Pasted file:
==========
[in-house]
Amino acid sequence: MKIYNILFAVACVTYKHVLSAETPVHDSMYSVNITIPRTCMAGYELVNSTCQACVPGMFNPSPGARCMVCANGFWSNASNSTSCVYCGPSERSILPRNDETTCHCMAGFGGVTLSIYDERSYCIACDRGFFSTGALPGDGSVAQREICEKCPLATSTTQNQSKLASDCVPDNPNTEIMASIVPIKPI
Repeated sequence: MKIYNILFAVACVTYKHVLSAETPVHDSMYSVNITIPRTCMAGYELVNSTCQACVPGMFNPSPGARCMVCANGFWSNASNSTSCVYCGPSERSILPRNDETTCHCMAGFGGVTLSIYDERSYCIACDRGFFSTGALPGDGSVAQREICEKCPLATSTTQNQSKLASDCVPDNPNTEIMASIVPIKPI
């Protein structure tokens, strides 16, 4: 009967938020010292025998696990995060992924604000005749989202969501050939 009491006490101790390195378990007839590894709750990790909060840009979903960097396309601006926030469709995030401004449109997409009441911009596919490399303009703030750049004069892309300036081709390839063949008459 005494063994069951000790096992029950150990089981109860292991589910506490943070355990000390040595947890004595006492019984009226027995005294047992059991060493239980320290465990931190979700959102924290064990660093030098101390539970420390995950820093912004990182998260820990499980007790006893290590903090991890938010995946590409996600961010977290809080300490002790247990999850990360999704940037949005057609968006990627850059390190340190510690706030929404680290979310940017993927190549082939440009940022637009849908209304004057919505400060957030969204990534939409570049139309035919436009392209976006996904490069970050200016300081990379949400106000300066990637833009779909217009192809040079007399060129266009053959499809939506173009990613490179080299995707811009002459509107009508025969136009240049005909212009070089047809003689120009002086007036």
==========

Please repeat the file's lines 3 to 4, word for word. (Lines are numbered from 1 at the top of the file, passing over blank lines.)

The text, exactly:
Repeated sequence: MKIYNILFAVACVTYKHVLSAETPVHDSMYSVNITIPRTCMAGYELVNSTCQACVPGMFNPSPGARCMVCANGFWSNASNSTSCVYCGPSERSILPRNDETTCHCMAGFGGVTLSIYDERSYCIACDRGFFSTGALPGDGSVAQREICEKCPLATSTTQNQSKLASDCVPDNPNTEIMASIVPIKPI
């Protein structure tokens, strides 16, 4: 009967938020010292025998696990995060992924604000005749989202969501050939 009491006490101790390195378990007839590894709750990790909060840009979903960097396309601006926030469709995030401004449109997409009441911009596919490399303009703030750049004069892309300036081709390839063949008459 005494063994069951000790096992029950150990089981109860292991589910506490943070355990000390040595947890004595006492019984009226027995005294047992059991060493239980320290465990931190979700959102924290064990660093030098101390539970420390995950820093912004990182998260820990499980007790006893290590903090991890938010995946590409996600961010977290809080300490002790247990999850990360999704940037949005057609968006990627850059390190340190510690706030929404680290979310940017993927190549082939440009940022637009849908209304004057919505400060957030969204990534939409570049139309035919436009392209976006996904490069970050200016300081990379949400106000300066990637833009779909217009192809040079007399060129266009053959499809939506173009990613490179080299995707811009002459509107009508025969136009240049005909212009070089047809003689120009002086007036």